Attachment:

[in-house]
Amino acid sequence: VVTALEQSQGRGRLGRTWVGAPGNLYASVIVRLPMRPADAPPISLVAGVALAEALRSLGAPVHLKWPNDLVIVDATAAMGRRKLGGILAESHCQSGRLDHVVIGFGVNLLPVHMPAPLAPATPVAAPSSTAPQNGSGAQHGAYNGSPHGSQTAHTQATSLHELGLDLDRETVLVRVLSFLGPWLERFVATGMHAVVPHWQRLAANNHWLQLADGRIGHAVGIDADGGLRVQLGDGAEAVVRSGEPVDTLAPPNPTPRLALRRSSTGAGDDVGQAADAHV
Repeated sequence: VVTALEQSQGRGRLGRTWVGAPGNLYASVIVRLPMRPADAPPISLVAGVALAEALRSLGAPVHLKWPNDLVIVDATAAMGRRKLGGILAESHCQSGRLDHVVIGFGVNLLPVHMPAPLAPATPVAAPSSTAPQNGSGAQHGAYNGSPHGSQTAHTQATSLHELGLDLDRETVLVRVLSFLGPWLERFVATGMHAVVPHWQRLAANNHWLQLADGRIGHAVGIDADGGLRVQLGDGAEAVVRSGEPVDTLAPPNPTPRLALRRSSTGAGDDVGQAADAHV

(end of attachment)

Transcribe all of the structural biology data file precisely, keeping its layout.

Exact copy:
[in-house]
Amino acid sequence: VVTALEQSQGRGRLGRTWVGAPGNLYASVIVRLPMRPADAPPISLVAGVALAEALRSLGAPVHLKWPNDLVIVDATAAMGRRKLGGILAESHCQSGRLDHVVIGFGVNLLPVHMPAPLAPATPVAAPSSTAPQNGSGAQHGAYNGSPHGSQTAHTQATSLHELGLDLDRETVLVRVLSFLGPWLERFVATGMHAVVPHWQRLAANNHWLQLADGRIGHAVGIDADGGLRVQLGDGAEAVVRSGEPVDTLAPPNPTPRLALRRSSTGAGDDVGQAADAHV
Repeated sequence: VVTALEQSQGRGRLGRTWVGAPGNLYASVIVRLPMRPADAPPISLVAGVALAEALRSLGAPVHLKWPNDLVIVDATAAMGRRKLGGILAESHCQSGRLDHVVIGFGVNLLPVHMPAPLAPATPVAAPSSTAPQNGSGAQHGAYNGSPHGSQTAHTQATSLHELGLDLDRETVLVRVLSFLGPWLERFVATGMHAVVPHWQRLAANNHWLQLADGRIGHAVGIDADGGLRVQLGDGAEAVVRSGEPVDTLAPPNPTPRLALRRSSTGAGDDVGQAADAHV